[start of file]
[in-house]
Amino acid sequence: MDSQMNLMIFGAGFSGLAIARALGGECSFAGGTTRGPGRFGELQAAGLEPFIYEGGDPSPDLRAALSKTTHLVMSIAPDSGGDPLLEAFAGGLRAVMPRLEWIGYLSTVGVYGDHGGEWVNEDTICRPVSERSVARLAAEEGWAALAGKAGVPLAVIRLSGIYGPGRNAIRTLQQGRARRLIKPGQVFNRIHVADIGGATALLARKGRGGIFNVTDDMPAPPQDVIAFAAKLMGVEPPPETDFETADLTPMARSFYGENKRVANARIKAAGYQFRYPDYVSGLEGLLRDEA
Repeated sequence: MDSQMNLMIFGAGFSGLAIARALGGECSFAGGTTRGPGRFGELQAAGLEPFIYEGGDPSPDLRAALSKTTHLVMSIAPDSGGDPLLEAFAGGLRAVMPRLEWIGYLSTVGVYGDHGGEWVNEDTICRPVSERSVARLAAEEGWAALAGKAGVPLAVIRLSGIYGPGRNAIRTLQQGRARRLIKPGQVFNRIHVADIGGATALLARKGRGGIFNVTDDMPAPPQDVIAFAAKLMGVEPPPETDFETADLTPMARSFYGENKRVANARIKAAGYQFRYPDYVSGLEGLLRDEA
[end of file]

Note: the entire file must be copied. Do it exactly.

[in-house]
Amino acid sequence: MDSQMNLMIFGAGFSGLAIARALGGECSFAGGTTRGPGRFGELQAAGLEPFIYEGGDPSPDLRAALSKTTHLVMSIAPDSGGDPLLEAFAGGLRAVMPRLEWIGYLSTVGVYGDHGGEWVNEDTICRPVSERSVARLAAEEGWAALAGKAGVPLAVIRLSGIYGPGRNAIRTLQQGRARRLIKPGQVFNRIHVADIGGATALLARKGRGGIFNVTDDMPAPPQDVIAFAAKLMGVEPPPETDFETADLTPMARSFYGENKRVANARIKAAGYQFRYPDYVSGLEGLLRDEA
Repeated sequence: MDSQMNLMIFGAGFSGLAIARALGGECSFAGGTTRGPGRFGELQAAGLEPFIYEGGDPSPDLRAALSKTTHLVMSIAPDSGGDPLLEAFAGGLRAVMPRLEWIGYLSTVGVYGDHGGEWVNEDTICRPVSERSVARLAAEEGWAALAGKAGVPLAVIRLSGIYGPGRNAIRTLQQGRARRLIKPGQVFNRIHVADIGGATALLARKGRGGIFNVTDDMPAPPQDVIAFAAKLMGVEPPPETDFETADLTPMARSFYGENKRVANARIKAAGYQFRYPDYVSGLEGLLRDEA